Saturday, January 04, 2014

Ninja (2010)

Nu Image, the independent studio that comes closest to emulating the output of Cannon during its Golan-Globus years, produced NINJA, a love letter to the numerous ninja flicks that flooded theaters in the 1980s—primarily Cannon’s own trilogy of ENTER THE NINJA, REVENGE OF THE NINJA, and NINJA III: THE DOMINATION. The excellent action filmmaker Isaac Florentine, whose credits include the wonderful-but-you-haven’t-seen-them U.S. SEALS II, BRIDGE OF DRAGONS, and SPECIAL FORCES, is better suited than almost anyone else to bring back ninjas.

Florentine also reteams with his frequent star Scott Adkins of UNDISPUTED II and UNDISPUTED III, sequels highly regarded by fans of direct-to-video action films. Both men are at the top of their game on NINJA, a formulaic martial-arts film blessed with creative, artistic action sequences staged by Akahiro Yuji Noguchi, who goes way back with Florentine to their days directing MIGHTY MORPHIN POWER RANGERS episodes. The setup by Boaz Davidson (THE LAST AMERICAN VIRGIN) and Michael Hurst (MANSQUITO) is reminiscent of Marc Olden’s Black Samurai novels, as well as ENTER THE NINJA.

Casey (Adkins), an American orphan, and Masazuka (Tsuyoshi Ihara), a hot-headed Japanese, are the top students at their dojo. Their sensei (Togo Igawa) banishes Masazuka for trying to kill Casey in a jealous rage. Years later, Masazuka is a top assassin who wears an outfit more like a superhero’s than a ninja’s, decked out with night vision goggles and shoulder pads. He kills the sensei out of revenge and pursues Casey and the sensei’s daughter Namiko (Mika Hijii) to New York City, where they have taken a chest containing the weaponry and costume of the last Koga ninja for safekeeping. More kicks, punches, and swordplay are forthcoming, and most of it excitingly performed for maximum effect by the actors themselves.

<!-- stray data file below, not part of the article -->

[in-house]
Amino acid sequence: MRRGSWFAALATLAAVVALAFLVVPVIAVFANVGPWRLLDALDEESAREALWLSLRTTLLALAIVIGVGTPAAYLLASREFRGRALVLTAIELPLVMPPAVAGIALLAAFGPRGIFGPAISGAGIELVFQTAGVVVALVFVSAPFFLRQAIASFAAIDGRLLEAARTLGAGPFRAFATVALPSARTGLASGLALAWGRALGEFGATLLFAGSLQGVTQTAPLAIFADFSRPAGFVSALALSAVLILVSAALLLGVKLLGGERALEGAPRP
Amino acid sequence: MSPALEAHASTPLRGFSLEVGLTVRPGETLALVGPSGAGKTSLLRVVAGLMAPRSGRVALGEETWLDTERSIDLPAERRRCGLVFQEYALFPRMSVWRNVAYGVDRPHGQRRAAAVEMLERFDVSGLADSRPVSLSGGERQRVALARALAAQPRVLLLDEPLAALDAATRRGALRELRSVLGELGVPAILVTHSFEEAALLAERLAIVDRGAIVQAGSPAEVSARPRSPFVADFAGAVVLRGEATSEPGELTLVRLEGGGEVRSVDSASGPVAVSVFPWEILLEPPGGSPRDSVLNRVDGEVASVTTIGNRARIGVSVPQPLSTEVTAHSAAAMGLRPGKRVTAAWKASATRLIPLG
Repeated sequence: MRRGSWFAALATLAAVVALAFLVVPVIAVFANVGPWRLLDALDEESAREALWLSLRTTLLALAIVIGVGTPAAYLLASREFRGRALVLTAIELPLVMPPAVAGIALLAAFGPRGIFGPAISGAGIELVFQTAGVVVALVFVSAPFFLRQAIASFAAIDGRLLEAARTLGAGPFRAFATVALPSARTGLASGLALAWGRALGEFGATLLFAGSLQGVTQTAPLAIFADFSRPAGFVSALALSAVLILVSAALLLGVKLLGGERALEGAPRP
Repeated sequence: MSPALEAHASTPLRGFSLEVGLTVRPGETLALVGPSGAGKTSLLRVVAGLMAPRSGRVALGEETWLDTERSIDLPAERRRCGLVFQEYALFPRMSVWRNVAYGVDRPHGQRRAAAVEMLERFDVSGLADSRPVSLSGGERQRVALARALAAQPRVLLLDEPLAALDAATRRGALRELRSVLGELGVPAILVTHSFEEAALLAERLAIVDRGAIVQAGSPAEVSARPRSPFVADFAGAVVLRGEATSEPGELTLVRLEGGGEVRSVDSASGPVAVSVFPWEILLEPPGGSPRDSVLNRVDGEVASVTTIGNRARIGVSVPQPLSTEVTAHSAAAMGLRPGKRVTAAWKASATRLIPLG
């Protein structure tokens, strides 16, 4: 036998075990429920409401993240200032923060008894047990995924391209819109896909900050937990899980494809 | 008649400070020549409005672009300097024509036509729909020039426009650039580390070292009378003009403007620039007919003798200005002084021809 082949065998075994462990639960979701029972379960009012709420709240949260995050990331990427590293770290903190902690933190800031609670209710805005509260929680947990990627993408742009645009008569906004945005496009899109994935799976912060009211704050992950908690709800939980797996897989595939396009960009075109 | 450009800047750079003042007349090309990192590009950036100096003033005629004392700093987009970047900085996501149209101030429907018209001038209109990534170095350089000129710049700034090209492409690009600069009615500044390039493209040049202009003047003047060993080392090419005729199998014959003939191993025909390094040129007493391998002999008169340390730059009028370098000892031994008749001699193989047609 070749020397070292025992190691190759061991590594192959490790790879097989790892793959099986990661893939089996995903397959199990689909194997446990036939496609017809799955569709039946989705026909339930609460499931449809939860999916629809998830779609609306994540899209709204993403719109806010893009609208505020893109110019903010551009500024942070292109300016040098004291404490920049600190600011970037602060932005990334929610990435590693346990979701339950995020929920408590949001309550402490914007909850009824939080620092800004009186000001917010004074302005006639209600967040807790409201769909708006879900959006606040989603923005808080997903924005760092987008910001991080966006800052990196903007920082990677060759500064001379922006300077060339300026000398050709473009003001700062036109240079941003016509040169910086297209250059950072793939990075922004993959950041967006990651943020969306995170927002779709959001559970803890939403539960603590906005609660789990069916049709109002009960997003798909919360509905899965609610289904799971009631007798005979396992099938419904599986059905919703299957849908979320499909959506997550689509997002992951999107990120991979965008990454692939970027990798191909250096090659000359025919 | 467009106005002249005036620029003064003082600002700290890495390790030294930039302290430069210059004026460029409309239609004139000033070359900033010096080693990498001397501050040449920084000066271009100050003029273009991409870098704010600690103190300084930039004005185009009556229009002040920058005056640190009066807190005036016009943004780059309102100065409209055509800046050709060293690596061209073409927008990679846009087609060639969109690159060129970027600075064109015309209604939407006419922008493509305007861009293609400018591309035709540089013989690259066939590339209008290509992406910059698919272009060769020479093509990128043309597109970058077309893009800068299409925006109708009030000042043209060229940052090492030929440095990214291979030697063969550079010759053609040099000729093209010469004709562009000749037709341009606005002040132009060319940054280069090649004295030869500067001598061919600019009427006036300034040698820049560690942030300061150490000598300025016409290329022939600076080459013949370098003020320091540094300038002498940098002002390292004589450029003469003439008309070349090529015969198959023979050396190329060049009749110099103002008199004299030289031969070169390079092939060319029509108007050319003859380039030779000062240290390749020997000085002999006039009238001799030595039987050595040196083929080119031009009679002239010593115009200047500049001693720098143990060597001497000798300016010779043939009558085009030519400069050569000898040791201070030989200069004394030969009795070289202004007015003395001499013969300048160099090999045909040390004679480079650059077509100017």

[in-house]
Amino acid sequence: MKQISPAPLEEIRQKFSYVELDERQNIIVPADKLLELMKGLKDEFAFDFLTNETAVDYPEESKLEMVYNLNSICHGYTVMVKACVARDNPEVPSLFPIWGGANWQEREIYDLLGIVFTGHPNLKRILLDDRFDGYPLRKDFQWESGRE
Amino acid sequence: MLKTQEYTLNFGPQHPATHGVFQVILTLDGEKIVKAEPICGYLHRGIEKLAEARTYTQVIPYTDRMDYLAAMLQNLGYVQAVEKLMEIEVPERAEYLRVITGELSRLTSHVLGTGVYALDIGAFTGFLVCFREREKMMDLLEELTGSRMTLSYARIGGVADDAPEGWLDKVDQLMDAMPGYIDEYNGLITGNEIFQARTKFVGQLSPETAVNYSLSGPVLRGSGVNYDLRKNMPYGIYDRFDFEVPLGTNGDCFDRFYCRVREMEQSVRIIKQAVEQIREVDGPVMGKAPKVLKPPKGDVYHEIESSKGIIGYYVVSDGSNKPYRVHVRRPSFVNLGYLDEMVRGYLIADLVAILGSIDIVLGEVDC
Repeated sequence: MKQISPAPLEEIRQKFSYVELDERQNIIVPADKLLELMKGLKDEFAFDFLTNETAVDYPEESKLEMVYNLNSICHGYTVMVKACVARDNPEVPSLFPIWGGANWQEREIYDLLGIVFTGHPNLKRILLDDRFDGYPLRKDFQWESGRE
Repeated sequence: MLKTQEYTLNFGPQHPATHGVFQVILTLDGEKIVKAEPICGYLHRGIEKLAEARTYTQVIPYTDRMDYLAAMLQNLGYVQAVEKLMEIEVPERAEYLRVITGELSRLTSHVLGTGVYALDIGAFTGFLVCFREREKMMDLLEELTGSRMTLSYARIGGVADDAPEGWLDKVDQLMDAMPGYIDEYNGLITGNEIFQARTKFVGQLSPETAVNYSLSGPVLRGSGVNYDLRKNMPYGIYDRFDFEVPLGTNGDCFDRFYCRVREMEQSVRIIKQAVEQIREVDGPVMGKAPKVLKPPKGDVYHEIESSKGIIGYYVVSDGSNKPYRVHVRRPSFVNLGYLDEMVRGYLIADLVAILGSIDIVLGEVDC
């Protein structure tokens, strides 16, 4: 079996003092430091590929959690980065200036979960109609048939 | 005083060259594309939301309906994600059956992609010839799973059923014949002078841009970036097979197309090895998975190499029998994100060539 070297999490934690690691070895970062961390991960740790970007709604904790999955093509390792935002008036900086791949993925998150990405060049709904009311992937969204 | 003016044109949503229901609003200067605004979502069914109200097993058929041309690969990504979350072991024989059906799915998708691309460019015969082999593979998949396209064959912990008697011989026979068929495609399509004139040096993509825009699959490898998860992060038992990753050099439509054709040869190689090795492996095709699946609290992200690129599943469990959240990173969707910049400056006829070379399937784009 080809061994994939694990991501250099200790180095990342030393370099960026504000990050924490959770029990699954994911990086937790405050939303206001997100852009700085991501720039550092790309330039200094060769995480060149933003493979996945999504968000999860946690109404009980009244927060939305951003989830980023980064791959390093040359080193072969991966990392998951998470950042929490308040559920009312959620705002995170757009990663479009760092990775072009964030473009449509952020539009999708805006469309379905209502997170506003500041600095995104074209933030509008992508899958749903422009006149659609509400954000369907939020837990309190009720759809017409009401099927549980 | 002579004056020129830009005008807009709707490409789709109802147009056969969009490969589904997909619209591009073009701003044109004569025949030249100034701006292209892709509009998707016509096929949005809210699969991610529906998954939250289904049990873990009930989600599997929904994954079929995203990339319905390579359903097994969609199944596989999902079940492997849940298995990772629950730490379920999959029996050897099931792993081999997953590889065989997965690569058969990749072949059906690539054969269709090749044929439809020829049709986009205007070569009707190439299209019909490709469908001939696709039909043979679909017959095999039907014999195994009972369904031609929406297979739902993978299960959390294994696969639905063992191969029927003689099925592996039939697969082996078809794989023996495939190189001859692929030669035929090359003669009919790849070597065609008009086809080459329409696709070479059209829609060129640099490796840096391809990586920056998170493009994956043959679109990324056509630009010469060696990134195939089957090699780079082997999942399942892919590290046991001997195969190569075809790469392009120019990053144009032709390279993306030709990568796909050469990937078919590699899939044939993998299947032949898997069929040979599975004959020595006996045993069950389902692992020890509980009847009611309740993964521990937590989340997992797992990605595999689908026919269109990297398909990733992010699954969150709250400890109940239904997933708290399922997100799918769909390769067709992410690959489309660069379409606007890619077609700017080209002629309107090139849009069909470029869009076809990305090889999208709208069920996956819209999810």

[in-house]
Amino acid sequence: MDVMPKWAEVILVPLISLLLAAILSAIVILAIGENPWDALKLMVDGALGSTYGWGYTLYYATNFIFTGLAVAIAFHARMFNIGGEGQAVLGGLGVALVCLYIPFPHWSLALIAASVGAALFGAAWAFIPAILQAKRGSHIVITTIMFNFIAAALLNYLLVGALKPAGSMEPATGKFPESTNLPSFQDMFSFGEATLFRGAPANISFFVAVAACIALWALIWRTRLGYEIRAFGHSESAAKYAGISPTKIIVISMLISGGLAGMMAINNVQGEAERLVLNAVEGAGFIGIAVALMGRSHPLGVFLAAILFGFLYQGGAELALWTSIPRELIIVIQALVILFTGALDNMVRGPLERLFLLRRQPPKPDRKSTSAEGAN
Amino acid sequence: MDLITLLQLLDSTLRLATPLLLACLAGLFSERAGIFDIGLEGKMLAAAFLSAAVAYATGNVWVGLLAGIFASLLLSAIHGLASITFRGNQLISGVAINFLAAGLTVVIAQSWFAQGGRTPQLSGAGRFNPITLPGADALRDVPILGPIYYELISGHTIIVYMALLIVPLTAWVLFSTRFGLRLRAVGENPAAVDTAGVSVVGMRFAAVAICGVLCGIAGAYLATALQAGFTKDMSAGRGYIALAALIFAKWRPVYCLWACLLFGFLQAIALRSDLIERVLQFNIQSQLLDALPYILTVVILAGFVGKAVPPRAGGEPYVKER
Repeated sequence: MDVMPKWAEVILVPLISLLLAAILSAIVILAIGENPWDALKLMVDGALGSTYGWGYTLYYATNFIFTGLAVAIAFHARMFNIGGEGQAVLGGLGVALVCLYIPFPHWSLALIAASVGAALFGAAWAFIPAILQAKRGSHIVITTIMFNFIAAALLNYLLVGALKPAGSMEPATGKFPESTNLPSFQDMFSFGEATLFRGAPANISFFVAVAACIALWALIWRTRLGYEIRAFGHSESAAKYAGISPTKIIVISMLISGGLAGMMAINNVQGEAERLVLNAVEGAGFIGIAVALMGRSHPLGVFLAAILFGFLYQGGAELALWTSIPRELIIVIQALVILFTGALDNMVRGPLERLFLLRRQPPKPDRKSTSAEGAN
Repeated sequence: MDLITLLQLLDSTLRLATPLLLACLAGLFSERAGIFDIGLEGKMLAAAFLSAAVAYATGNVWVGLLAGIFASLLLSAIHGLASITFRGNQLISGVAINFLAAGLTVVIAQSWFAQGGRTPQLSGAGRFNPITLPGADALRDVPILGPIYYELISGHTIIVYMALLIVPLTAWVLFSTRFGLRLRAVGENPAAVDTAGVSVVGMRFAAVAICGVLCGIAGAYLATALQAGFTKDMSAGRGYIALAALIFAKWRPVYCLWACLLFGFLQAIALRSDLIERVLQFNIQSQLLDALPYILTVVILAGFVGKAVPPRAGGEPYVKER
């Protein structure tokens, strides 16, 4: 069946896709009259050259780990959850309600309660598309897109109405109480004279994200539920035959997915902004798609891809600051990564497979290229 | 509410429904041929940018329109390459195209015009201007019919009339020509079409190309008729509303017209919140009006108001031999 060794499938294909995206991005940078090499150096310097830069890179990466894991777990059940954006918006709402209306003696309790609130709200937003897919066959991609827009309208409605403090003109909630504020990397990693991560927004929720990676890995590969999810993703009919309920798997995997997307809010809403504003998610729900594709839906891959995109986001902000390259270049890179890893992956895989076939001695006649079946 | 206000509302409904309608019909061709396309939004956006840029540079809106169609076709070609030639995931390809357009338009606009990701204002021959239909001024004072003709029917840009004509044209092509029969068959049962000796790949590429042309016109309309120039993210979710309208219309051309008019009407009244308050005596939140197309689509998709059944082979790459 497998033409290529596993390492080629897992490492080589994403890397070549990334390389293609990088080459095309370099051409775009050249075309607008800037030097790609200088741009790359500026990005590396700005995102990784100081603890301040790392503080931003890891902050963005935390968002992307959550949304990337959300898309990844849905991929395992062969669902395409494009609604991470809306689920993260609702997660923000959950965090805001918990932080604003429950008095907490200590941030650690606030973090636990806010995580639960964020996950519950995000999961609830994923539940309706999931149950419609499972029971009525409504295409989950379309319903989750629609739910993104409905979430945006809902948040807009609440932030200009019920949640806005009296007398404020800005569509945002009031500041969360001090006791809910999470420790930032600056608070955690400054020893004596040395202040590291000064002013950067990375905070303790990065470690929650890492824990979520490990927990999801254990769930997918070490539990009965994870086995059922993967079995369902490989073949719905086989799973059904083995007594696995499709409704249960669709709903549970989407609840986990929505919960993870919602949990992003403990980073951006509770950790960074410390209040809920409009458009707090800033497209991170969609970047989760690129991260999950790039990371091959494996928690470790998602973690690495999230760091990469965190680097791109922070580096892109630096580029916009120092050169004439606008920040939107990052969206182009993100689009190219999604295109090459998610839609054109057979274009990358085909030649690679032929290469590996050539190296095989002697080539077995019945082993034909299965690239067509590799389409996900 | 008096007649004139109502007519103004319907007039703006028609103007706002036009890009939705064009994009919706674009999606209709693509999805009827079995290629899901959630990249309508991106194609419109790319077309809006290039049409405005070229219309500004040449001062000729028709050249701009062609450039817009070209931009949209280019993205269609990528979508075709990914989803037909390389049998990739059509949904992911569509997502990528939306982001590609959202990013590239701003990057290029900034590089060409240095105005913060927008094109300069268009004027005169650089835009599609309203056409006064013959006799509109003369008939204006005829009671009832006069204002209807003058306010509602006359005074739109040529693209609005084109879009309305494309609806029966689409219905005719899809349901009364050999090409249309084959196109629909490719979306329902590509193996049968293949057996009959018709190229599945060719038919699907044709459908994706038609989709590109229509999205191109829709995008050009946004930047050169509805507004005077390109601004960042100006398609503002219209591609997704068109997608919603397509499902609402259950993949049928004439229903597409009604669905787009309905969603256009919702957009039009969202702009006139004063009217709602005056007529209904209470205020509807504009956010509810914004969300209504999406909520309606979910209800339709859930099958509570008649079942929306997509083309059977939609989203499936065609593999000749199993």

Where NINJA falls apart is its copious use of CGI blood, which looks phony and threatens to destroy whatever suspension of disbelief the audience can muster to accept the silliness of ninjas in New York City. Other bad CGI can’t be blamed on Florentine, but rather the money men at Nu Image who forced the director to replicate New York on a fake-looking backlot in Sofia, Bulgaria (that one subway stop sure shows up a lot). One fight between Ihara and Adkins on a rooftop looks ridiculous surrounded by the clearly phony green-screen effects surrounding it. With as much effort Florentine and his team put into making their fights and stunts look painful and real, it’s a shame they had to rely on such reality-shattering visual effects. Adkins and Florentine returned in 2013’s superior sequel, NINJA: SHADOW OF A TEAR.

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